Public Transit vs. Urban Sprawl.

The flight to Los Angeles from Hawaii is pretty much the same every time. About four-and-a-half hours after leaving Maui, you can first spot the lights of the mainland up ahead. Just before making landfall, the plane begins a long gentle right turn to the south, continuing an almost imperceptible descent over the city for another ten-to-fifteen minutes or so. Then there’s a final right turn and we land into the wind, heading west.
 

 It’s a spectacular approach because from four of five thousand feet, all you can see is city–to the north and to the south, for miles and miles. It extends to the east, too, but just short of the horizon, it reaches the mountains. That’s where the city lights finally end.
 
On one of my flights a few years back, during a daytime landing, I realized I’d spent at least fifteen minutes flying over hundreds of thousands of single-family houses–some upscale; most not. But as far as I could see see, spread out below me was what the city planners refer to as urban sprawl.
 
Our fixation on the “American Dream”–more specifically, the part about the single-family home in the suburbs–is what created urban sprawl and traffic jams. To get people from those suburban homes to their work in the cities, we built highways. With developers relentlessly providing more and more new homes in new subdivisions, commuter traffic became unbearable. So we built more roads, wider roads and, eventually freeways. But when the new roads opened and commuter traffic eased, more developments were built and within just a few years, all the new roads were clogged.
 
Highway construction in an urban area can cost billions. Before construction even starts, expensive land must be bought up for the right-of-way, land that will never again generate real property tax revenue. Transit also comes with an expensive price tag, which is why supporters try to justify the cost by over-promising the benefits.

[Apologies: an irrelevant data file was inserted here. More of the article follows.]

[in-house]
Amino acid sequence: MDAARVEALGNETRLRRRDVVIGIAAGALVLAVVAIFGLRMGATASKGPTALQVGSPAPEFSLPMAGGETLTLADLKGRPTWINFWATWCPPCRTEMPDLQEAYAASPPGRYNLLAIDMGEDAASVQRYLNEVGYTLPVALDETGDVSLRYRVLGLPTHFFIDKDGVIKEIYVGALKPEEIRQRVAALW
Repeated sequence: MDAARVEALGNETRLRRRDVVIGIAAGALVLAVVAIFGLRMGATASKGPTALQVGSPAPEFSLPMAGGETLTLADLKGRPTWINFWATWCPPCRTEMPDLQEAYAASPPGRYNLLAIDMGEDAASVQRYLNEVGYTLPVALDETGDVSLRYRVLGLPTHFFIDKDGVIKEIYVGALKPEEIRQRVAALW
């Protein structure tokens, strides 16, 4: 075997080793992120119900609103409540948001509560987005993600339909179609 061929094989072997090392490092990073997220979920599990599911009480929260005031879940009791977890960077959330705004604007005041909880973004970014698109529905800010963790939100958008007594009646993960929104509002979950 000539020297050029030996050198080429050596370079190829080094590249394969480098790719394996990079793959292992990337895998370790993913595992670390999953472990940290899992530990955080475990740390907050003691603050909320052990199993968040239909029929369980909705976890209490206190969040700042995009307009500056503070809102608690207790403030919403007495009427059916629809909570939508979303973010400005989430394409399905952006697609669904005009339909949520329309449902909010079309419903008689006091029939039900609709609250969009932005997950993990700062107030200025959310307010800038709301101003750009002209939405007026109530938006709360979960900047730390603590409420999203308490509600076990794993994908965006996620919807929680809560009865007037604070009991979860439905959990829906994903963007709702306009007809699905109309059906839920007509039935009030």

The truth is, transit will not “solve” the problem of traffic congestion. What it does do, is maintain rush hour traffic at an acceptable level. As the population increases and more people move to the suburbs, traffic becomes unbearable. When more people turn to transit, rush hour traffic returns once again to the bearable level.
 
Here’s the point … and this is why public transportation is a better deal for taxpayers over the long haul: With no transit, you have to add more lanes; with transit, you just add more trains.
 
Eventually, politicians have to suck it up and fix mistakes made by someone else, even when it costs a lot of money. Honolulu has learned that the hard way. A transit system for Oahu was first proposed in the mid-1970s when the federal government was prepared to fund 90% of the cost. The plan was voted down by the Honolulu City Council … by one vote.
 
After 40 years or arguing, Honolulu’s system is finally being built. It’s costing billions, but it will be successful. Because when the traffic becomes unbearable again . . . they’ll just add more trains.